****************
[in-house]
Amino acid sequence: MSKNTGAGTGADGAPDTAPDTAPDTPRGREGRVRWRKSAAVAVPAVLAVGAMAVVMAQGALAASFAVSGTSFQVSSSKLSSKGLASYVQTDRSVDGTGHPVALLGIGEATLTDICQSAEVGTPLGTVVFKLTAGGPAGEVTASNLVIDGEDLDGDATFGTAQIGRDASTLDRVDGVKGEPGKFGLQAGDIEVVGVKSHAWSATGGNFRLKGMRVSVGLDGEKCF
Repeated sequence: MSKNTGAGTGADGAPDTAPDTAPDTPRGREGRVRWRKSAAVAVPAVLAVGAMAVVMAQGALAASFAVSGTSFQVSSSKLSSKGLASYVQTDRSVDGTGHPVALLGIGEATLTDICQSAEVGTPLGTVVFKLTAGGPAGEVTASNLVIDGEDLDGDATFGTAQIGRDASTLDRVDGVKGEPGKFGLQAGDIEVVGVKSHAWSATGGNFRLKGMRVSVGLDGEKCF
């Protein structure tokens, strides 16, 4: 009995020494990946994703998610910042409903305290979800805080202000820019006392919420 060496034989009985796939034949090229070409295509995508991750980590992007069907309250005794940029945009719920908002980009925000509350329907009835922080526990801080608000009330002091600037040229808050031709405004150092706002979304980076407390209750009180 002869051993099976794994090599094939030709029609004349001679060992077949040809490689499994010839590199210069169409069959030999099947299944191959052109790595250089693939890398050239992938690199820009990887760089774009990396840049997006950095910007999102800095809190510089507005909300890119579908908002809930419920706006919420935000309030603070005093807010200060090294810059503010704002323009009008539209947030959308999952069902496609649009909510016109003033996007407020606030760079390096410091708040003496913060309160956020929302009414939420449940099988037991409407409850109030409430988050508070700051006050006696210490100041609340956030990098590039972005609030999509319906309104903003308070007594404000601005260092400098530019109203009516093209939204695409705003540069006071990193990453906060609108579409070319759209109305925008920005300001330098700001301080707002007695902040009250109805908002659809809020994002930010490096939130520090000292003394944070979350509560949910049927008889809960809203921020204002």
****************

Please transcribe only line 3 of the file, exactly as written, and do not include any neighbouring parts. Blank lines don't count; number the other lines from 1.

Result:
Repeated sequence: MSKNTGAGTGADGAPDTAPDTAPDTPRGREGRVRWRKSAAVAVPAVLAVGAMAVVMAQGALAASFAVSGTSFQVSSSKLSSKGLASYVQTDRSVDGTGHPVALLGIGEATLTDICQSAEVGTPLGTVVFKLTAGGPAGEVTASNLVIDGEDLDGDATFGTAQIGRDASTLDRVDGVKGEPGKFGLQAGDIEVVGVKSHAWSATGGNFRLKGMRVSVGLDGEKCF